Mistletoe, of all things, helps juniper trees

Often dismissed as the parasitic kiss of death, mistletoes turn out to form complex relationships with their trees, sometimes fostering new life.

A clump of mistletoe may kill a juniper branch but boost opportunities for seedlings. Van Ommeren

A spiky mistletoe species on juniper trees attracts birds that spread the trees’ seeds, says Ron J. van Ommeren of Senna Environmental Services in Phoenix. More than twice the number of juniper seedlings sprout in mistletoe-rich patches than in mistletoe-free ones, report van Ommeren and Thomas G. Whitham of Northern Arizona University in Flagstaff.

“This is a fairly novel kind of look,” van Ommeren says. “The general view has been that mistletoes are almost always parasites.” Yet the new analysis raises the possibility that this sap-stealing plant sometimes forms a mutualistic partnership with the tree, the ecologists suggest in the January (number 2) Oecologia.

The mistletoe that the researchers studied, Phoradendron juniperinum, belongs to the same genus as North America’s holiday decoration (SN: 12/23 & 30/00, p. 411: https://www.sciencenews.org/20001223/bob2.asp).

This more jagged-looking cousin bears gooey whitish berries, which hitchhike via birds to juniper trees and start new plants. The mistletoe can kill branches and slow a tree’s growth but doesn’t seem to kill it.

Van Ommeren and Whitham monitored the mistletoe in patches of arid woodland dominated by pion pine and one-seed juniper, or Juniperus monosperma, north of Flagstaff. During the 3 years of the researchers’ study, juniper proved an unstable food source for birds. A boom year offered up to 15 times as many juniper berries as a lean year did. Mistletoes, however, fruited in about the same abundance each year.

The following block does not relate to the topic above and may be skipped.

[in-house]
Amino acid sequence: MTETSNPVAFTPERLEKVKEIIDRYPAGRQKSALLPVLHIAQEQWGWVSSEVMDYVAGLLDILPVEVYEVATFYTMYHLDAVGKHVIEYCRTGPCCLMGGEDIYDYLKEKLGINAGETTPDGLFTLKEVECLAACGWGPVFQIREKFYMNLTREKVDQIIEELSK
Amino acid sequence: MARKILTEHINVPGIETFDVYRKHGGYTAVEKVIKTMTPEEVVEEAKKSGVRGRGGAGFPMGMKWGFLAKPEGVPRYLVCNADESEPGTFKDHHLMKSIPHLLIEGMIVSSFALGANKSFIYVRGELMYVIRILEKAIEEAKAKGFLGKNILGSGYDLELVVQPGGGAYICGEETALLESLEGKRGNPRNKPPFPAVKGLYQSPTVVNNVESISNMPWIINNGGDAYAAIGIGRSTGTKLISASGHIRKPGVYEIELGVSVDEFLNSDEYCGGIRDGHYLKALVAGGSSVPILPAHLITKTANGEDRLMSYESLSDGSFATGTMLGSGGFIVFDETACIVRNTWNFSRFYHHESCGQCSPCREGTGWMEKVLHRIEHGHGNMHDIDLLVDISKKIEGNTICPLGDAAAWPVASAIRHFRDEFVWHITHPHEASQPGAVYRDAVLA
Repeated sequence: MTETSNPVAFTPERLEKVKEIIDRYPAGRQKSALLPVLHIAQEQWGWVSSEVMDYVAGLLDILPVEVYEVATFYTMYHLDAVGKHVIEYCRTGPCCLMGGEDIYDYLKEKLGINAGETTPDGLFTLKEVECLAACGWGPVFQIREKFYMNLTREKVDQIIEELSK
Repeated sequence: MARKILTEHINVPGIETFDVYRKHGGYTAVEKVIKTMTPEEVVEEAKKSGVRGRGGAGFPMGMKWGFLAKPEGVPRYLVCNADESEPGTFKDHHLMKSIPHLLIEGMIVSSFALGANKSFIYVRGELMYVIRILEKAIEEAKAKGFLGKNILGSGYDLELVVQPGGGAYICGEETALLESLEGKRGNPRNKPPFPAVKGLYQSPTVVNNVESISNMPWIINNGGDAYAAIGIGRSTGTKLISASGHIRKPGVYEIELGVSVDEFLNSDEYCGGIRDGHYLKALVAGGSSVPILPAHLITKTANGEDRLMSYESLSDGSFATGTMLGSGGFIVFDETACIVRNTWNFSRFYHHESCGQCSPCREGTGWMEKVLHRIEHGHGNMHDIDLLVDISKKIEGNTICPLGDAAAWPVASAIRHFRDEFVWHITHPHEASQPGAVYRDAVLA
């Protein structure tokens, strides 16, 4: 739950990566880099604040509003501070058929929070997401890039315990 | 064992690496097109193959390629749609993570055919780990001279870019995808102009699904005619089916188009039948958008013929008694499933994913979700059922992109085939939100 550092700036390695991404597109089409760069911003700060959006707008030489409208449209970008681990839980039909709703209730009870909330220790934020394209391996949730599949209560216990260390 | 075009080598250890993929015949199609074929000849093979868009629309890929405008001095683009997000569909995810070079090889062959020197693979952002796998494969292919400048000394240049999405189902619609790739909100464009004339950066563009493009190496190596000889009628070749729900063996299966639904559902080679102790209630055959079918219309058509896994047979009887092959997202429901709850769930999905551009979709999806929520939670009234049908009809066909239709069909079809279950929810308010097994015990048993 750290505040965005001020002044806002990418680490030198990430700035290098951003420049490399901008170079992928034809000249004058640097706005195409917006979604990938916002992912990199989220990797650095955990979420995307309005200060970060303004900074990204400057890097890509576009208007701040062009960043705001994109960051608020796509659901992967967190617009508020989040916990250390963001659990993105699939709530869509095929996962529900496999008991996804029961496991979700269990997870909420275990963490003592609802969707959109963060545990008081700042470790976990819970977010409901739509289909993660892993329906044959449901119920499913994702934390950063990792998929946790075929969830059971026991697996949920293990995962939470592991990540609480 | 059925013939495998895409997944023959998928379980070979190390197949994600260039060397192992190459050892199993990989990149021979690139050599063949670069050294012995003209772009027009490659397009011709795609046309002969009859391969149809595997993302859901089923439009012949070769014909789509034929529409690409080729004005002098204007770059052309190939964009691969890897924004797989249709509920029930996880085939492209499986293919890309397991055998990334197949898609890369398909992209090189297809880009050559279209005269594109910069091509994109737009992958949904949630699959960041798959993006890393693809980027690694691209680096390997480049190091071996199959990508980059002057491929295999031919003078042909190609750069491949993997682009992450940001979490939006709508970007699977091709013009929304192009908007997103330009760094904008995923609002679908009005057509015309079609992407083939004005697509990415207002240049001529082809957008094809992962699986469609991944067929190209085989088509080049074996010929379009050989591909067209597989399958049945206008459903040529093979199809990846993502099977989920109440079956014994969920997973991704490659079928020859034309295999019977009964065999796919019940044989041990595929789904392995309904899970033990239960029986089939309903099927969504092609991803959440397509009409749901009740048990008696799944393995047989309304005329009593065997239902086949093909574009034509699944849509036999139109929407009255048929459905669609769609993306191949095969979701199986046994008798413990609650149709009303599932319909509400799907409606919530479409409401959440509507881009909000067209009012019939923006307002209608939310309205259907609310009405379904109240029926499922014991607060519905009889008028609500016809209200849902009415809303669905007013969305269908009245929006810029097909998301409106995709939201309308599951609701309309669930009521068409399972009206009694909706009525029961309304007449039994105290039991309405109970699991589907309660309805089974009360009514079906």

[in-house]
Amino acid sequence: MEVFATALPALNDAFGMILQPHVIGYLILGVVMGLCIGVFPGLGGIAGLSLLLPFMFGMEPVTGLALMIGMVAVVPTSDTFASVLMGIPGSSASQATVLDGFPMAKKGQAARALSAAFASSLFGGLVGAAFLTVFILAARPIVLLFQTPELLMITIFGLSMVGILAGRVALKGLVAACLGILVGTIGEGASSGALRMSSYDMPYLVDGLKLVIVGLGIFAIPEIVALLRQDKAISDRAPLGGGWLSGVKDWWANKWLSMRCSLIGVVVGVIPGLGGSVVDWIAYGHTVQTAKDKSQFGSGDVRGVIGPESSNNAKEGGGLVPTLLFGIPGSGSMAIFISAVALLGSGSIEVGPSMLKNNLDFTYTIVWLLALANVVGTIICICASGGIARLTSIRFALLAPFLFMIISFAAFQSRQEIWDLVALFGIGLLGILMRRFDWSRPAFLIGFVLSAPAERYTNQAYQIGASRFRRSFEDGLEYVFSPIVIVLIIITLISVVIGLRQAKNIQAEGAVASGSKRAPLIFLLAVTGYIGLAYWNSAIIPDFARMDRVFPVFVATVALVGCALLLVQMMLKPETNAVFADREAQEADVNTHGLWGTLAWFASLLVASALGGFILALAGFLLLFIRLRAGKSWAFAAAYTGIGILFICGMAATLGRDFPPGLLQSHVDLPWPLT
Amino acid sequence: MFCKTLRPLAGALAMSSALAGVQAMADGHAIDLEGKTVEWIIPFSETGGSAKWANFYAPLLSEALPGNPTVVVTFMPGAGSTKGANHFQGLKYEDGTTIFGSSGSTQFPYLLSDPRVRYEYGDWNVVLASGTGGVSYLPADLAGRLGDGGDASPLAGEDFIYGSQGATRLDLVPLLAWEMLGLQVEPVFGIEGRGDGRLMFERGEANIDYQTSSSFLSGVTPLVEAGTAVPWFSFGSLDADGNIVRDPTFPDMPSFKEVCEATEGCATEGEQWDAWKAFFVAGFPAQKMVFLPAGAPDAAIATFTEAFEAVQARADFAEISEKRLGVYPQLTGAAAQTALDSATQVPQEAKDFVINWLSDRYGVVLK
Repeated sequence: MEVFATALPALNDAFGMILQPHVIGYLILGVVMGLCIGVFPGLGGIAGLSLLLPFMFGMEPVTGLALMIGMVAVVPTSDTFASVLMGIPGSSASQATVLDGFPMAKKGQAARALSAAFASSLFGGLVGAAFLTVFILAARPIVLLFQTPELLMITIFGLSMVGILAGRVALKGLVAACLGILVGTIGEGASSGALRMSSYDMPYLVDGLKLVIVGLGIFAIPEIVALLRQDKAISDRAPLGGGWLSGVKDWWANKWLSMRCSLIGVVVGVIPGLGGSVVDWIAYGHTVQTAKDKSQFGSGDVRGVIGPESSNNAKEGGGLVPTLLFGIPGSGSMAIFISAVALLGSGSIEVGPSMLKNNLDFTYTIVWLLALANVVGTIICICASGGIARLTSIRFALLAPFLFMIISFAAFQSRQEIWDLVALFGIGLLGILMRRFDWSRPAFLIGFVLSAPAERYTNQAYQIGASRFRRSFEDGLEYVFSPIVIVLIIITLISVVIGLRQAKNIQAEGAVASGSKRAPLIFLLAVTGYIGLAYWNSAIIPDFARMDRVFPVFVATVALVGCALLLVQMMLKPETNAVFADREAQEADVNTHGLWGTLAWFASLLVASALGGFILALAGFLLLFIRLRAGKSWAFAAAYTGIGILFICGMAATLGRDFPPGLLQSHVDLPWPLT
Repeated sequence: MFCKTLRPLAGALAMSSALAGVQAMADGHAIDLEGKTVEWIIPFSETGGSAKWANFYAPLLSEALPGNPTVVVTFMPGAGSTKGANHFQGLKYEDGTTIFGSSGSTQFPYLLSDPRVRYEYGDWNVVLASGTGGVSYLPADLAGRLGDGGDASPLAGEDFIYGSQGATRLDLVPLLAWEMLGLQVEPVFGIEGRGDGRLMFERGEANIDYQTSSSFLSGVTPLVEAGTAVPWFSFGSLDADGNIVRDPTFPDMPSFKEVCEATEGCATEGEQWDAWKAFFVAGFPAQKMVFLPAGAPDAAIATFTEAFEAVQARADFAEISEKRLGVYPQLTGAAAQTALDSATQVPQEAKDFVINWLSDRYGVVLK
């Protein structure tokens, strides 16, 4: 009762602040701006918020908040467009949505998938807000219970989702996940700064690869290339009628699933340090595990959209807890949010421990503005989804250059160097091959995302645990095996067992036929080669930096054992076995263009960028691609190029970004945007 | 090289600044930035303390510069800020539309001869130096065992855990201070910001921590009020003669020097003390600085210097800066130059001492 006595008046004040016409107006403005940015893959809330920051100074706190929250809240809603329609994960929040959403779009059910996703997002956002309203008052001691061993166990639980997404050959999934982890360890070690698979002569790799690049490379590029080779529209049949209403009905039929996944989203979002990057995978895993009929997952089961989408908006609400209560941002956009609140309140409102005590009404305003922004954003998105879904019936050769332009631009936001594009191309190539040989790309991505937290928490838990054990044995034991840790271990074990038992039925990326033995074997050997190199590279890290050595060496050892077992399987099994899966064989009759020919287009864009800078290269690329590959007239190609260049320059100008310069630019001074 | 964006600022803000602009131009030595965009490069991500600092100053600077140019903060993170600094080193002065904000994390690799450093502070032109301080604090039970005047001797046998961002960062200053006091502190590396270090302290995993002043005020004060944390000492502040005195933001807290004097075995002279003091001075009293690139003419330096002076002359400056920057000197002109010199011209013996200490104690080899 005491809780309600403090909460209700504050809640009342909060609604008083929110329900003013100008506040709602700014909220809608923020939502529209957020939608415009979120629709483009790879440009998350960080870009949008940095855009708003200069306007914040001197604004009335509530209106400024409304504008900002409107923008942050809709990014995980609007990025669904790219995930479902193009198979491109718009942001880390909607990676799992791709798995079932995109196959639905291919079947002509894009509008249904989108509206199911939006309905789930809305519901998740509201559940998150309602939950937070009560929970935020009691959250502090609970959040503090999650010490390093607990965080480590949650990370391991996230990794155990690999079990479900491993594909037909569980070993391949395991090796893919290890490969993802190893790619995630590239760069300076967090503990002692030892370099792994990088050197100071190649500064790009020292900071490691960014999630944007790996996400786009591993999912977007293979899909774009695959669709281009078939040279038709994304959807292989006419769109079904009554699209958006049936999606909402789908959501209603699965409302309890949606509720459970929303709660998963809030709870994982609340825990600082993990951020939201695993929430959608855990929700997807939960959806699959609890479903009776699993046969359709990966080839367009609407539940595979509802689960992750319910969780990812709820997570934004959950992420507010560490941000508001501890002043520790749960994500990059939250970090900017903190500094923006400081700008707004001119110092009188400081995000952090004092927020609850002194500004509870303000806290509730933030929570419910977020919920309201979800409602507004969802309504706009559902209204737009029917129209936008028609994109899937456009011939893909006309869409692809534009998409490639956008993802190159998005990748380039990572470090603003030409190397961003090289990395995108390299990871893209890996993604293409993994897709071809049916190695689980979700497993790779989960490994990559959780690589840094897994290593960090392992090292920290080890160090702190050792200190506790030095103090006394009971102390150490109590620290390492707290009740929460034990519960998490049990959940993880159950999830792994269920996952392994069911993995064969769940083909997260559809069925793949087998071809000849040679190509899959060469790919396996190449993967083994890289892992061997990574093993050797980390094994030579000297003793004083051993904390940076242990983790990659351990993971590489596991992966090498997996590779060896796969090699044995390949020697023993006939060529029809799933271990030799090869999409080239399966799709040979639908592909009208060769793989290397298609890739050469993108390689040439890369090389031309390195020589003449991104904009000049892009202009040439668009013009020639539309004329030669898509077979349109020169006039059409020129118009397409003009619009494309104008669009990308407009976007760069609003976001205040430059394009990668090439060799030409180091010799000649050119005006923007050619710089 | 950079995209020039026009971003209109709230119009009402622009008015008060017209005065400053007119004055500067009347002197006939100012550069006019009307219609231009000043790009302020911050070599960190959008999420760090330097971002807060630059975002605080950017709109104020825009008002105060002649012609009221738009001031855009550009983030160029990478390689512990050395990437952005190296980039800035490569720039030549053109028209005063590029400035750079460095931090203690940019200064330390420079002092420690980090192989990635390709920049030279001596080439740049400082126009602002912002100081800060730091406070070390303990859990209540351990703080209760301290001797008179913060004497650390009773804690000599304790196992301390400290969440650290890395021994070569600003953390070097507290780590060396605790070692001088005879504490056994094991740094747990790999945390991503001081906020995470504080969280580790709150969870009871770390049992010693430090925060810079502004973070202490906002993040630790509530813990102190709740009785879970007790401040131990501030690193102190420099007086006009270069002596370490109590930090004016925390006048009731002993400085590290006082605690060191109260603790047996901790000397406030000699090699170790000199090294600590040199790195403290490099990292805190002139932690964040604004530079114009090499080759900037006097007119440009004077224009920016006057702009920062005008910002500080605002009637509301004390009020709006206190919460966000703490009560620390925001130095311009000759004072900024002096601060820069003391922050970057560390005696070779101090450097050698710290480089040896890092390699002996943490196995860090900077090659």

In a lean year, patches of woods bristling with mistletoes attracted three times as many major fruit-eating birds, such as Townsend’s solitaires, than mistletoe-free patches did.

All those avian visitors may explain the bumper crop of juniper seedlings in mistletoe-rich patches, suggest van Ommeren and Whitham. The flesh on a juniper fruit hardens into a seed prison if left untouched. Removing that flesh when soft, as a bird’s digestive system does, increases by a factor of 10 a seed’s chance of sprouting, according to earlier experiments.

Van Ommeren cautions that he’s not arguing that mistletoe always benefits juniper. A small clump in a lonely spot might not manage to attract birds.

Also, the mistletoe-juniper relationship might flip-flop between parasitism and mutualism.

Robert E. Bennetts of the U.S. Geological Survey in Gainesville, Fla., has taken an unconventional look at a controversial dwarf mistletoe that can kill trees prized for timber. Bennetts found, however, that ponderosa pine stands with dwarf mistletoes attract more and more-varied birds than mistletoe-free stands do.

Bennetts muses that mistletoe’s image may change as views of fire have–from unremitting scourge to essential ecological force. “There’s a whole bunch of perturbation processes that do a quick change on an ecosystem,” says Bennetts. Until ecologists take a close look at these events and find otherwise, most of them are decried as destructive. He says, “The take-home message is that mistletoes are not a disease.”

Susan Milius is the life sciences writer, covering organismal biology and evolution, and has a special passion for plants, fungi and invertebrates. She studied biology and English literature.

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